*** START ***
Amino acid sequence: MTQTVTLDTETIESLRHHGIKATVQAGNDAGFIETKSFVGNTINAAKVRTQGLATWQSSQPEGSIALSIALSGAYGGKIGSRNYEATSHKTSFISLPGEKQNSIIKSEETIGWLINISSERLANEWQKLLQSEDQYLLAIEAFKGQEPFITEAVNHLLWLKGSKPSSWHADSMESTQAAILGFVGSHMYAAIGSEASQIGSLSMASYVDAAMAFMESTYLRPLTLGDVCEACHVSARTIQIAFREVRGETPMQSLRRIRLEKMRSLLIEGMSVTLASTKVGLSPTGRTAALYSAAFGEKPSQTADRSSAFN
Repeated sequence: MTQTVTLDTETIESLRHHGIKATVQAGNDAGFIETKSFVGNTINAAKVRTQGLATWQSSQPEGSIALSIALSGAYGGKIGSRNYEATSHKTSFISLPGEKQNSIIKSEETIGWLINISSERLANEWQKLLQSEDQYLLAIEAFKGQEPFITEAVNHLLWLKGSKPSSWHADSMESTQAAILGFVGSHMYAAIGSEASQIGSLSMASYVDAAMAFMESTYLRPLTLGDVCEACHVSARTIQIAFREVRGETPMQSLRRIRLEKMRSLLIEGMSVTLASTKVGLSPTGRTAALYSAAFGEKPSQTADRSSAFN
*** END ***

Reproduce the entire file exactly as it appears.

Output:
Amino acid sequence: MTQTVTLDTETIESLRHHGIKATVQAGNDAGFIETKSFVGNTINAAKVRTQGLATWQSSQPEGSIALSIALSGAYGGKIGSRNYEATSHKTSFISLPGEKQNSIIKSEETIGWLINISSERLANEWQKLLQSEDQYLLAIEAFKGQEPFITEAVNHLLWLKGSKPSSWHADSMESTQAAILGFVGSHMYAAIGSEASQIGSLSMASYVDAAMAFMESTYLRPLTLGDVCEACHVSARTIQIAFREVRGETPMQSLRRIRLEKMRSLLIEGMSVTLASTKVGLSPTGRTAALYSAAFGEKPSQTADRSSAFN
Repeated sequence: MTQTVTLDTETIESLRHHGIKATVQAGNDAGFIETKSFVGNTINAAKVRTQGLATWQSSQPEGSIALSIALSGAYGGKIGSRNYEATSHKTSFISLPGEKQNSIIKSEETIGWLINISSERLANEWQKLLQSEDQYLLAIEAFKGQEPFITEAVNHLLWLKGSKPSSWHADSMESTQAAILGFVGSHMYAAIGSEASQIGSLSMASYVDAAMAFMESTYLRPLTLGDVCEACHVSARTIQIAFREVRGETPMQSLRRIRLEKMRSLLIEGMSVTLASTKVGLSPTGRTAALYSAAFGEKPSQTADRSSAFN